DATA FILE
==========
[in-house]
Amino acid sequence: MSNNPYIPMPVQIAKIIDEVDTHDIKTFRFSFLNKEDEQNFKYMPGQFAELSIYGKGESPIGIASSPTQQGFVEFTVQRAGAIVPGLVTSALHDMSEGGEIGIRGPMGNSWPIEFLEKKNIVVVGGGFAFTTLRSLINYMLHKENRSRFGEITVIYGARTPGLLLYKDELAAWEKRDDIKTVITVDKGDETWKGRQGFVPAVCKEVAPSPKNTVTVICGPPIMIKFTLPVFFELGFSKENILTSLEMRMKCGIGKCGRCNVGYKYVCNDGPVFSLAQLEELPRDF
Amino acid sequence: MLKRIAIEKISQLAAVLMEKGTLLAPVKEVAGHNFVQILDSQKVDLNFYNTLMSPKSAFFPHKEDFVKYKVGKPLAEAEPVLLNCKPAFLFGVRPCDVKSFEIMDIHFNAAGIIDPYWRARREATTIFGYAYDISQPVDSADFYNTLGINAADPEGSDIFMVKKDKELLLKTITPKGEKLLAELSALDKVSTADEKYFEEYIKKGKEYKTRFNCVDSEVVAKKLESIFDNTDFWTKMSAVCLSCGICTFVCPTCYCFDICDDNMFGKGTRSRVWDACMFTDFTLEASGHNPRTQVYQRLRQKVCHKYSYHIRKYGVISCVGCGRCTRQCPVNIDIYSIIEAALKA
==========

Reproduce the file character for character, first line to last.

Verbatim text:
[in-house]
Amino acid sequence: MSNNPYIPMPVQIAKIIDEVDTHDIKTFRFSFLNKEDEQNFKYMPGQFAELSIYGKGESPIGIASSPTQQGFVEFTVQRAGAIVPGLVTSALHDMSEGGEIGIRGPMGNSWPIEFLEKKNIVVVGGGFAFTTLRSLINYMLHKENRSRFGEITVIYGARTPGLLLYKDELAAWEKRDDIKTVITVDKGDETWKGRQGFVPAVCKEVAPSPKNTVTVICGPPIMIKFTLPVFFELGFSKENILTSLEMRMKCGIGKCGRCNVGYKYVCNDGPVFSLAQLEELPRDF
Amino acid sequence: MLKRIAIEKISQLAAVLMEKGTLLAPVKEVAGHNFVQILDSQKVDLNFYNTLMSPKSAFFPHKEDFVKYKVGKPLAEAEPVLLNCKPAFLFGVRPCDVKSFEIMDIHFNAAGIIDPYWRARREATTIFGYAYDISQPVDSADFYNTLGINAADPEGSDIFMVKKDKELLLKTITPKGEKLLAELSALDKVSTADEKYFEEYIKKGKEYKTRFNCVDSEVVAKKLESIFDNTDFWTKMSAVCLSCGICTFVCPTCYCFDICDDNMFGKGTRSRVWDACMFTDFTLEASGHNPRTQVYQRLRQKVCHKYSYHIRKYGVISCVGCGRCTRQCPVNIDIYSIIEAALKA